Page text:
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The Business of Paragon City

Zonk posted about 10 years ago | from the i-hate-circle-of-thorns dept.

Role Playing (Games) 31

Forbes Magazine is running an interesting article discussing the business side of the MMOG City of Heroes. It has some interesting background on the backer and some surprisingly detailed technical info about the game. "In the 18 months before the Heroes debut, Cryptic's staff of 35 made the art and story come alive in 480,000 lines of code. The code is separated into 740 computer instruction files that handle everything from dressing up a character in an almost infinite selection of outfits (a total 10 to the 27th power, in fact) to flying through the city, as well as 25,000 graphics files. At peak hours 30,000 automated villains roam each of ten versions of the city. "

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30,000? (4, Funny)

chris_mahan (256577) | about 10 years ago | (#10461883)

>At peak hours 30,000 automated villains roam each of ten versions of the city

That's nuthin.

At peak hours 500,000 slashdotters roam the only version of the slashdot city.

Re:30,000? (0)

Anonymous Coward | about 10 years ago | (#10464218)

At peak hours 500,000 slashdotters roam the only version of the slashdot city.

And that is why I, The Masked Moderator, travel these forums. Disguised as a mild mannered Anonymous Coward, I keep a sharp lookout for ranters and trolls. When I spot one I leap into action! REDUNDANT! OVERRATED! STOOOOPID! Then, w00t! I'm gone again, like the wind.

30000 Villans!? (5, Funny)

glowimperial (705397) | about 10 years ago | (#10461959)

No wonder Paragon City needs so many heroes. Property values there must be terrible, with crime levels like that. I bet the homeowner's organisations are pissed as hell and not taking it anymore.

Re:30000 Villans!? (3, Funny)

Winterblink (575267) | about 10 years ago | (#10462724)

Just don't walk around with any valuables near the main training areas. A little look near Paragon City Hall and you'll see old ladies getting mugged -- and a whole lot of high level heroes not doing anything about it. :)

Execellent!!! (0, Redundant)

Romeozulu (248240) | about 10 years ago | (#10461985)

Cryptic's staff of 35 made the art and story come alive in 480,000 lines of code. The code is separated into 740 computer instruction files that handle everything from dressing up a character in an almost infinite selection of outfits (a total 10 to the 27th power, in fact) to flying through the city, as well as 25,000 graphics files.

If I ever need meaningless techno-babble for my next sci-fi novel, I can use this!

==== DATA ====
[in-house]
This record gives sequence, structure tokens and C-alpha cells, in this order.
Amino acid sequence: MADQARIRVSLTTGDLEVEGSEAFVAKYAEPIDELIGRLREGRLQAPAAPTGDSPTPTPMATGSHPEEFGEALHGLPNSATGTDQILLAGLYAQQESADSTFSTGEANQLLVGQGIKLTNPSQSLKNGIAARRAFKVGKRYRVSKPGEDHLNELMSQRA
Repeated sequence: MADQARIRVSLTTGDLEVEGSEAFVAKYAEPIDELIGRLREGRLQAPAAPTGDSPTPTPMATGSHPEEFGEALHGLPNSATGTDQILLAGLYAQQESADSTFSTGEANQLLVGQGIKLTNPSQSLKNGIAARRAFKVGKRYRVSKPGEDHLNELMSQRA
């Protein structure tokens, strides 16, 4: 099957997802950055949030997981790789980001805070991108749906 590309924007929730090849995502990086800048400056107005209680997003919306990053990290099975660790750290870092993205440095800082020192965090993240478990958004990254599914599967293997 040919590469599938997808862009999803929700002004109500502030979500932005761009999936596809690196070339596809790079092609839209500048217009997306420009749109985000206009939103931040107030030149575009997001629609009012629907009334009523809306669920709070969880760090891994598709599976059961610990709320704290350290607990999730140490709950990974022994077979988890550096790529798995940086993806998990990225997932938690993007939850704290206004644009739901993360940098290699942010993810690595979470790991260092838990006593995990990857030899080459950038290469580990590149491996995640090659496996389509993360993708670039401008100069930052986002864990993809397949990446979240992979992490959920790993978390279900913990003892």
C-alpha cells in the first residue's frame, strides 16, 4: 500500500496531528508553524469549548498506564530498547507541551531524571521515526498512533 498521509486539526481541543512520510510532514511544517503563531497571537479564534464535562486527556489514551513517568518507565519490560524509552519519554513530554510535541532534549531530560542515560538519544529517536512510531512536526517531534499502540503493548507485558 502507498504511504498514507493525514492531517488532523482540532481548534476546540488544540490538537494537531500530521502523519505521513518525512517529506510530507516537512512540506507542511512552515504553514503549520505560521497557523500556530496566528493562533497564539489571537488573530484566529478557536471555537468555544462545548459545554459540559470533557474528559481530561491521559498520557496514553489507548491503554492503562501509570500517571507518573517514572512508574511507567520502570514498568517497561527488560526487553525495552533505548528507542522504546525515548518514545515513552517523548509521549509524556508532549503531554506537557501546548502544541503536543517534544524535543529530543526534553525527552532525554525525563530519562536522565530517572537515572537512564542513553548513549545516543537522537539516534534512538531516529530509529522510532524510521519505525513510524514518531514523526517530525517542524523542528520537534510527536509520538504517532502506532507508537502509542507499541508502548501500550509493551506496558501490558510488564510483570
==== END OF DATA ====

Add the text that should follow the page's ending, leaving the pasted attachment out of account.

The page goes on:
Plain old MMO (2, Insightful)

l1nuxpunk (738263) | about 10 years ago | (#10462137)

City of Heroes is really fun, but it's nothing special. It's just an MMO.

I played it for a while, a few months back; and once the initial thrill of being a superhero (ie- I get to use fire beams!) wears off (ie- Why am I in tights?), it's just a boring MMO. If you can prove that treadmilling is some how better when you're a superhero, feel free to enlighten me.

Re:Plain old MMO (4, Informative)

NiceGeek (126629) | about 10 years ago | (#10462192)

If you've got a good team of people to play with it really changes things. Last night I had the best time ever in the game with a group of folks I'd never met before. Had so much fun we're going to form a Supergroup.

Head Games (4, Funny)

jfisherwa (323744) | about 10 years ago | (#10462814)

We formed the 70's Supergroup Foreigner.

(We smoke as we shoot the bird.)

Re:Head Games (2, Funny)

Beyond_GoodandEvil (769135) | about 10 years ago | (#10464382)

Cool did you get the Foreigner belt?

Re:Head Games (1)

NonSequor (230139) | about 10 years ago | (#10467270)

I wonder if they need any instructions.

Re:Plain old MMO (1)

n0wak (631202) | about 10 years ago | (#10469822)

The problem with that argument is that it applies to every crappy game. I remember a friend renting the awful South Park game for the N64 back in high-school. It was absolutely horrid, yet we had fun just criticizing and cussing at the game the whole time.

At that point, you're not enjoying the game, you're enjoying the company. And if you need that company there to enjoy the game, then the game isn't good to begin with.

Re:Plain old MMO (1)

tntguy (516721) | about 10 years ago | (#10474243)

At that point, you're not enjoying the game, you're enjoying the company. And if you need that company there to enjoy the game, then the game isn't good to begin with.

Unless, of course, a major part of the game is the social aspect. Which is kind of the point of multiplayer online games...

Re:Plain old MMO (0, Troll)

Slim Cognito (790924) | about 10 years ago | (#10462435)

It must certainly be better to 'treadmill' while being a superhero than to play an MMO that's even more pointless where you are just a Joe Schmoe [penny-arcade.com] .
___
Slim Cognito

Get your own FREE iPod [freeipods.com] and help me get mine at the same time.

If you're concerned about the legitimacy of the free iPod offer [freeipods.com] , check out this Wired magazine article [wired.com] .

Re:Plain old MMO (5, Insightful)